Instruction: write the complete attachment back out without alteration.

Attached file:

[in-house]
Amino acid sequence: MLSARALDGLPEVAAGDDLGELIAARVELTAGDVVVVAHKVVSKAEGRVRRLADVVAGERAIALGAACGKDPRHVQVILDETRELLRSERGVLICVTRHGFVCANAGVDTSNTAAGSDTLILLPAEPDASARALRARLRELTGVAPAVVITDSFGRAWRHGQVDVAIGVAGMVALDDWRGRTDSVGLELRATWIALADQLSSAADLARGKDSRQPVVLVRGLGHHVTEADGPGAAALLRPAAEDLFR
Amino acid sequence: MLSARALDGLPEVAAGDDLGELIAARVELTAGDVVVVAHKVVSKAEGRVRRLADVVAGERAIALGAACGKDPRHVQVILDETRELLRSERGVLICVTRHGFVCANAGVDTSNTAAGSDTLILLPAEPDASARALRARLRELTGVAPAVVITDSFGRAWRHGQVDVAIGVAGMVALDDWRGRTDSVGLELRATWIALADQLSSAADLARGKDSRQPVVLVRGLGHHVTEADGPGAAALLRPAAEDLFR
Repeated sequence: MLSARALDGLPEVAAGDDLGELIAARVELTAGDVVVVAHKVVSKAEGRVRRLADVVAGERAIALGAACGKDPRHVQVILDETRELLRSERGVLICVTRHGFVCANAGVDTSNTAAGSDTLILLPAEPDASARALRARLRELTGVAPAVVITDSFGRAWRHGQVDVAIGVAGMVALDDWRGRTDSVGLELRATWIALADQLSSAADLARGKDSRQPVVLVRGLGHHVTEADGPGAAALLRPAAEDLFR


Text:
[in-house]
Amino acid sequence: MLSARALDGLPEVAAGDDLGELIAARVELTAGDVVVVAHKVVSKAEGRVRRLADVVAGERAIALGAACGKDPRHVQVILDETRELLRSERGVLICVTRHGFVCANAGVDTSNTAAGSDTLILLPAEPDASARALRARLRELTGVAPAVVITDSFGRAWRHGQVDVAIGVAGMVALDDWRGRTDSVGLELRATWIALADQLSSAADLARGKDSRQPVVLVRGLGHHVTEADGPGAAALLRPAAEDLFR
Amino acid sequence: MLSARALDGLPEVAAGDDLGELIAARVELTAGDVVVVAHKVVSKAEGRVRRLADVVAGERAIALGAACGKDPRHVQVILDETRELLRSERGVLICVTRHGFVCANAGVDTSNTAAGSDTLILLPAEPDASARALRARLRELTGVAPAVVITDSFGRAWRHGQVDVAIGVAGMVALDDWRGRTDSVGLELRATWIALADQLSSAADLARGKDSRQPVVLVRGLGHHVTEADGPGAAALLRPAAEDLFR
Repeated sequence: MLSARALDGLPEVAAGDDLGELIAARVELTAGDVVVVAHKVVSKAEGRVRRLADVVAGERAIALGAACGKDPRHVQVILDETRELLRSERGVLICVTRHGFVCANAGVDTSNTAAGSDTLILLPAEPDASARALRARLRELTGVAPAVVITDSFGRAWRHGQVDVAIGVAGMVALDDWRGRTDSVGLELRATWIALADQLSSAADLARGKDSRQPVVLVRGLGHHVTEADGPGAAALLRPAAEDLFR